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Bobby BIGHAM, Appellant, v. STATE of Florida, Appellee.

No. 1D17–2521

Decided: February 23, 2018

Bobby Bigham, pro se, Appellant. Pamela Jo Bondi, Attorney General, and Kaitlin Weiss, Assistant Attorney General, Tallahassee, for Appellee.

The appellant, Bobby Bigham, appeals from an order denying his motion brought under Florida Rule of Criminal Procedure 3.800.* For the reasons discussed below, we affirm.

In Bigham's motion, he argued that he was improperly charged with trafficking in hydrocodone (14 grams or more, but less than 28 grams) pursuant to section 893.135(1)(c)1.b., Florida Statutes. He alleged that this subsection pertains to hydromorphone and not hydrocodone, and the error resulted in the imposition of a fifteen-year mandatory minimum sentence rather than the three-year mandatory minimum sentence required by law.

In 2012, when Bigham committed his offense, trafficking in hydrocodone, as well as trafficking in hydromorphone (among other controlled substances), was prohibited by section 893.135(1)(c)1. If the quantity involved was 14 grams or more, but less than 28 grams, the offense was punishable by a 15–year mandatory minimum sentence. § 893.135(1)(c)1.b., Fla. Stat. (2012).

In 2014, the Legislature amended section 893.135(1)(c) to move the provision prohibiting trafficking in hydrocodone to its own subparagraph (section 893.135(1)(c)2.) and reduce the applicable mandatory minimum to three years imprisonment. See Ch. 2014–176, § 1, at 2388, Laws of Fla. That amendment became effective on July 1, 2014. Ch. 2014–176, § 5, at 2413, Laws of Fla. Trafficking in hydromorphone remained in subparagraph (1)(c)1., and still carries a fifteen-year minimum mandatory sentence. Referring to the current version of the statute, Bigham concludes that he must have been improperly sentenced for trafficking in hydromorphone, because hydrocodone is in a different part of the statute, and carries only a three-year minimum mandatory sentence.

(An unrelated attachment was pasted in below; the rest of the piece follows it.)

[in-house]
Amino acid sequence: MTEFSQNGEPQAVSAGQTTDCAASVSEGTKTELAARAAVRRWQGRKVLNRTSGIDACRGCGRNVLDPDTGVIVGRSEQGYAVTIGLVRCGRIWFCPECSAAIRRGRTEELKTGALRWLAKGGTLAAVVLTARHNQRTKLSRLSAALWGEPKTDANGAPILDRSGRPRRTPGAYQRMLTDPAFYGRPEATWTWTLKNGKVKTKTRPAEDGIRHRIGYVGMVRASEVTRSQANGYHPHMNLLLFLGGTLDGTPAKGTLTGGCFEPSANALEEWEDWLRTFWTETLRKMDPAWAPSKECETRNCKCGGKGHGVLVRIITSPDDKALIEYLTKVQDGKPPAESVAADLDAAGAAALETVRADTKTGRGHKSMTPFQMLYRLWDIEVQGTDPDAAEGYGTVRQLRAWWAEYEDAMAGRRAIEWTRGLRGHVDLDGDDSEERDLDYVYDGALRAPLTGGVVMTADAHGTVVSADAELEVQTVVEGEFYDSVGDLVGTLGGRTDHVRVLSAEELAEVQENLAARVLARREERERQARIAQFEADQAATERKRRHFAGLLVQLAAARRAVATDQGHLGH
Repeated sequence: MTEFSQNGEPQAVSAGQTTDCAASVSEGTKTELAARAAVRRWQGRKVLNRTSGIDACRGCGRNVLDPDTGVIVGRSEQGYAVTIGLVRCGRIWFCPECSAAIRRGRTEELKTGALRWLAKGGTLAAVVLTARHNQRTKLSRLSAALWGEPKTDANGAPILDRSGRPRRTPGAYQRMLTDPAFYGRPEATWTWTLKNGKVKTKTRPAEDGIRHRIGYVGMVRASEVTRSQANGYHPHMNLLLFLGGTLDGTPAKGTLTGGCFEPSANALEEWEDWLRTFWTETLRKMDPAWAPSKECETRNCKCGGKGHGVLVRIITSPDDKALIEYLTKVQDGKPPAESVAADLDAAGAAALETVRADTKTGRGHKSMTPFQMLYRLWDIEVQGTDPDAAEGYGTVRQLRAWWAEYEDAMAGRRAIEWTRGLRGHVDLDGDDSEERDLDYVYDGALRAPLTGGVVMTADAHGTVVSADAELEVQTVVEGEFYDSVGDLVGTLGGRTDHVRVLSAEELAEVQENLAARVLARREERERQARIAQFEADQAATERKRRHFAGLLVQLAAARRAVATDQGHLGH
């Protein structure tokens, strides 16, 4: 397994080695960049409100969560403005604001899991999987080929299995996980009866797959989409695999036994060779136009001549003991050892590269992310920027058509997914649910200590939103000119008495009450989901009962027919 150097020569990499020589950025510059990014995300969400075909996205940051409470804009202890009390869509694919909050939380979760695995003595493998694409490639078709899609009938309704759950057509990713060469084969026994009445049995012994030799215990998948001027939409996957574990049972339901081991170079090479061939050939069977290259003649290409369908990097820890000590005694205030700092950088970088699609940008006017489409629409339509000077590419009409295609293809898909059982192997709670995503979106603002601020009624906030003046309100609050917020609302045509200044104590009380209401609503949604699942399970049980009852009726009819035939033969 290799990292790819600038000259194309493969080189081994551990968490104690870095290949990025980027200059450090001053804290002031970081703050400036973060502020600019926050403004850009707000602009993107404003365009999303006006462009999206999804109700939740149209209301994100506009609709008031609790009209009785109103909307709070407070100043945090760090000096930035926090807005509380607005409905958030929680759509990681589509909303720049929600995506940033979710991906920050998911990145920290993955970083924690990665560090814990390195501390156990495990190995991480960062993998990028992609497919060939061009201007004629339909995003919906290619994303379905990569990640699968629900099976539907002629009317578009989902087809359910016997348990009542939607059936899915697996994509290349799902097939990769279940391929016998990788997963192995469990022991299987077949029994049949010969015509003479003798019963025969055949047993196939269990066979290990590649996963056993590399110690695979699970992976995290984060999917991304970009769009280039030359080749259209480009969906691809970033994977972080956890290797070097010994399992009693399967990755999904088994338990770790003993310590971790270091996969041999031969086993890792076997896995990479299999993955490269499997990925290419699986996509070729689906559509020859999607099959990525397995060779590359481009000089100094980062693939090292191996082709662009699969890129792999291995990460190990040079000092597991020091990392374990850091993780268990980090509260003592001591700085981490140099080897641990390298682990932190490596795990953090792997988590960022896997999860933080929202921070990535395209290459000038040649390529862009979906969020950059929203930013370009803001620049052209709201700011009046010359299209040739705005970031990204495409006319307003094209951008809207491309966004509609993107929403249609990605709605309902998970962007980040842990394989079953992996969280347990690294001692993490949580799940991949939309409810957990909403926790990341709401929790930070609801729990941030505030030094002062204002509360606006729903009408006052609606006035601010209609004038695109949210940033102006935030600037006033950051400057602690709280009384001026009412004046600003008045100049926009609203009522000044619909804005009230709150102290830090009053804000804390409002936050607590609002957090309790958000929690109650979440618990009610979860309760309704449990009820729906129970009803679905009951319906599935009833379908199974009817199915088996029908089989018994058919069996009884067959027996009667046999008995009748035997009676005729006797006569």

The Florida Constitution provides that “[r]epeal or amendment of a criminal statute shall not affect prosecution or punishment for any crime previously committed.” Art. X, § 9, Fla. Const. The purpose of this “Savings Clause” is to “require the statute in effect at the time of the crime to govern the sentence an offender receives for the commission of that crime.” Horsley v. State, 160 So.3d 393, 406 (Fla. 2015) (citing Castle v. State, 330 So.2d 10, 11 (Fla. 1976) ).

Because the Legislature did not reduce the applicable mandatory minimum sentence until after Bigham committed his offense, the 2014 amendment did not apply, and he was properly charged and sentenced under the 2012 version of the statute. See Anderson v. State, 232 So.3d 1056 (Fla. 1st DCA 2017) (holding that the mandatory minimums for trafficking in hydrocodone provided for in the 2014 amendment to section 893.135(1)(c) did not apply to an offense committed before the amendment's effective date). Under these circumstances, Bigham's rule 3.800 motion was properly denied.



FOOTNOTE.   Bigham's motion was entitled “Motion to Correct Sentencing Error” and cited rule 3.800(b). However, motions under rule 3.800(b) must be made prior to appeal or pending appeal, whereas Bigham's motion was filed almost three years after his appeal was concluded. The court below did not address this apparent error. It appears that the court below considered Bigham's motion to have been brought under Florida Rule of Criminal Procedure 3.800(a), which allows a court, “at any time,” to “correct an illegal sentence.” We treat Bigham's motion as a motion to correct illegal sentence under rule 3.800(a).

Winokur, J.

B.L. Thomas, C.J., and Makar, J., concur.